Before Brad Pitt, Nick Jonas, and Justin Bieber, there was Tab Hunter.
In the 1950s, Tab Hunter was Hollywood’s all-American boy and the ultimate male heartthrob. He was nicknamed “The Sigh Guy” by the Hollywood machine. With his boy-next-door persona, Californian charm, and blonde-haired, blue-eyed, surfer-boy good looks, Tab trailblazed his way into the hearts of every tween and teenage girl in America.
But throughout his years of matinee idolization and Hollywood super-stardom, Tab Hunter had a secret: He was gay.
In 1955, the same year that Tab Hunter became one of Hollywood’s top young romantic leads after starring as young Marine Danny in the WWII drama and No. 1 box office hit Battle Cry, the scandal rag Confidential reported Tab’s 1950 arrest for disorderly conduct, tying it to his rumored homosexuality.
When asked about what exactly was going through his mind at the time, Hunter told The Gaily Grind, “When Confidential first came out with that story insinuating I was gay, I thought my career was over. Back then even a whisper of something like that could destroy a career. Fortunately for me not only didn’t it hurt my career [but also] I was voted “most promising new personality of the year” by the movie going audiences across the country a month after that article was published.”
From 1955 through 1959, Tab Hunter was Warner Bros.’ top money-grossing star. He even rocked the music industry, with his 1957 hit record song “Young Love,” which was #1 on the Billboard Hot 100 chart for six weeks. Even beating out Elvis Presley, the King of Rock and Roll himself.
By the 1960s, however, the Golden Age of Hollywood ended, the studio system declined, and as a result, Tab Hunter’s career took a severe hit and was forever changed. With the rise of television and no major film offers coming his way, he starred in his own series The Tab Hunter Show (1960), which was canceled after one season, failing to compete with CBS’s The Ed Sullivan Show.
But Tab Hunter was able to do something that many teen idols were and are not able to do: revive their careers.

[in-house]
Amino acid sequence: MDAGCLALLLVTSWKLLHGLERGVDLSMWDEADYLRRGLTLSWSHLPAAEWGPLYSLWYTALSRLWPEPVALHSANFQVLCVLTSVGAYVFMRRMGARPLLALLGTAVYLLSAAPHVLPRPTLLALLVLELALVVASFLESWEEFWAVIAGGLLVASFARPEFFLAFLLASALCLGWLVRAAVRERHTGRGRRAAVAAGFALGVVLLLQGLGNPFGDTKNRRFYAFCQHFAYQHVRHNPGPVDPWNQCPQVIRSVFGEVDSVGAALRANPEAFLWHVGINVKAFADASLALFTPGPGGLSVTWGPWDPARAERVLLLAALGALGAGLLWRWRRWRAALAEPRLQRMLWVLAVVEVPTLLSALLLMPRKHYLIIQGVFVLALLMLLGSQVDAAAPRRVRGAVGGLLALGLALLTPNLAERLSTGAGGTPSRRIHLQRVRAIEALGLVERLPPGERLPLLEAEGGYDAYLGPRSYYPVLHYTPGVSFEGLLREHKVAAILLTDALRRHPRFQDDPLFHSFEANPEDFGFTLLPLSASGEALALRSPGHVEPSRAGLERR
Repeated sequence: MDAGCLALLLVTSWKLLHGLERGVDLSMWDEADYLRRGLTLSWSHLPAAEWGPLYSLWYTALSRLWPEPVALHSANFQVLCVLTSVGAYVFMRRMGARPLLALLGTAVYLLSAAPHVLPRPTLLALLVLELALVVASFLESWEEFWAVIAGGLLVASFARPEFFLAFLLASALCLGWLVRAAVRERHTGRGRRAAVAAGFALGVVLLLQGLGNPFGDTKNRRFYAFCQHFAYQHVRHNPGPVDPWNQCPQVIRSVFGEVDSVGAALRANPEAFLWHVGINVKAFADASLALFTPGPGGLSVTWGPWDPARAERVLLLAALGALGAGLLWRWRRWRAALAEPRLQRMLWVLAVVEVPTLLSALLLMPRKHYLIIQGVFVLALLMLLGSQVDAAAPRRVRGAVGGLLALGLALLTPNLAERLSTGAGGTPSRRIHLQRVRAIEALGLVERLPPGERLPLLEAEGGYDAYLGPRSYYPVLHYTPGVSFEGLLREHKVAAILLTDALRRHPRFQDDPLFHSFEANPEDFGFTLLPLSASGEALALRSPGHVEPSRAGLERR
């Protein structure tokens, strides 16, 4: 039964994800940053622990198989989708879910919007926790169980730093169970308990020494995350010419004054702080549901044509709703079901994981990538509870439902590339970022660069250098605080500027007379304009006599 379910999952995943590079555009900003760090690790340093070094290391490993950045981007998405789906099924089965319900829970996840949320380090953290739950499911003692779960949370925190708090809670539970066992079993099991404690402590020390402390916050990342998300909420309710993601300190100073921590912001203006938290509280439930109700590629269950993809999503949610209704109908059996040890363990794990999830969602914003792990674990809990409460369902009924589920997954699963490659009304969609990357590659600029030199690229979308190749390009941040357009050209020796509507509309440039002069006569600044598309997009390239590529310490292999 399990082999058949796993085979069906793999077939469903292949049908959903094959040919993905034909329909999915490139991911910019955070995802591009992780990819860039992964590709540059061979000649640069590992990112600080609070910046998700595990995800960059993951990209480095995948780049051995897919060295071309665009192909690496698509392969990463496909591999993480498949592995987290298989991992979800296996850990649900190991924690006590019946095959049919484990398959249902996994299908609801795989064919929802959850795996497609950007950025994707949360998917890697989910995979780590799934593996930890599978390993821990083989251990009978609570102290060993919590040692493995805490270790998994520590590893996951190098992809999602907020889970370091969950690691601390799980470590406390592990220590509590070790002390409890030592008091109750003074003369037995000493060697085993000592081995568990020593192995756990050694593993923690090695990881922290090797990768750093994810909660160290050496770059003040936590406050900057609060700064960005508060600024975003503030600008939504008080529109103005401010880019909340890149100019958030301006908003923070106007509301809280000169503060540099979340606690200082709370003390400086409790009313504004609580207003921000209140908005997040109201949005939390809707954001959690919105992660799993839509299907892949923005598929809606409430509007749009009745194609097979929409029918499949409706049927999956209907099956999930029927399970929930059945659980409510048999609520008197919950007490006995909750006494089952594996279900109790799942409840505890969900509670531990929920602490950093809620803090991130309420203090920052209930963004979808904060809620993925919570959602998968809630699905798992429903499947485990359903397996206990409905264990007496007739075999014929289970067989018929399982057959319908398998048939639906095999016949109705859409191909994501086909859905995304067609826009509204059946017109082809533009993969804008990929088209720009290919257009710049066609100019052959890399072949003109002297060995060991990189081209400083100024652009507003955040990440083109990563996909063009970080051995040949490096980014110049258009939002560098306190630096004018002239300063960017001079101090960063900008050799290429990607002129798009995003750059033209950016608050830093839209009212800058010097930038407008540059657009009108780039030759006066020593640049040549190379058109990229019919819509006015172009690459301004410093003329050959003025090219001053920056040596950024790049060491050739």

His career was revived when he co-starred with Divine in John Water’s Polyester (1981) and again in Lust in the Dust (1985). “Loved working with John Waters in POLYESTER. He single handedly resurrected my career,” Hunter told The Gaily Grind. “He introduced me to a whole new audience. John had/has a wicked sense of humor and is a master of the kind of films he writes and directs. Of course I came from the studio system with big budgeted films and months of shooting time. John’s movies were filmed in a couple of weeks and had almost no budget. You learn to adjust.”
In his 2005 autobiography Tab Hunter Confidential: The Making of a Movie Star, Hunter came out as gay and wrote what Publisher Weekly called, “a brave, surprising and sad memoir about depression (his mother’s), repression (his homosexuality) and redemption (a career revival and meeting his partner of 20-plus years).”
Now, Tab Hunter’s inspiring life story and New York Times best-selling memoir has become a very insightful piece of hidden Hollywood history and a highly entertaining documentary feature directed by Emmy award-winning filmmaker Jeffrey Schwarz (I Am Divine), who in a Press-Telegram interview said, “I wanted to introduce Tab to a new generation. His story is very relevant. People are still struggling with their sexuality.”
Tab Hunter Confidential is now on DVD and Blu-ray, featuring John Waters, Clint Eastwood, George Takei, Debbie Reynolds, Robert Wagner, Portia de Rossi, Noah Wyle, Connie Stevens, Robert Osborne, and dozens more.
Here’s the rest of The Gaily Grind’s exclusive interview with the one and only Tab Hunter:
When you were a teenager, what did you do for fun?
I spent all of my time at the barn. I was horse crazy. And that’s where I was discovered for the movies..mucking out a horse stall.
What got you into equestrianism?
My brother. He loved to ride and as young kid and I did everything he’d do. He left the horses and went on to other things but I stuck with the horse. It’s been a lifelong passion of mine.
Why did you lie about your age to enlist in the U.S. Coast Guard? Did you have a nickname in the military?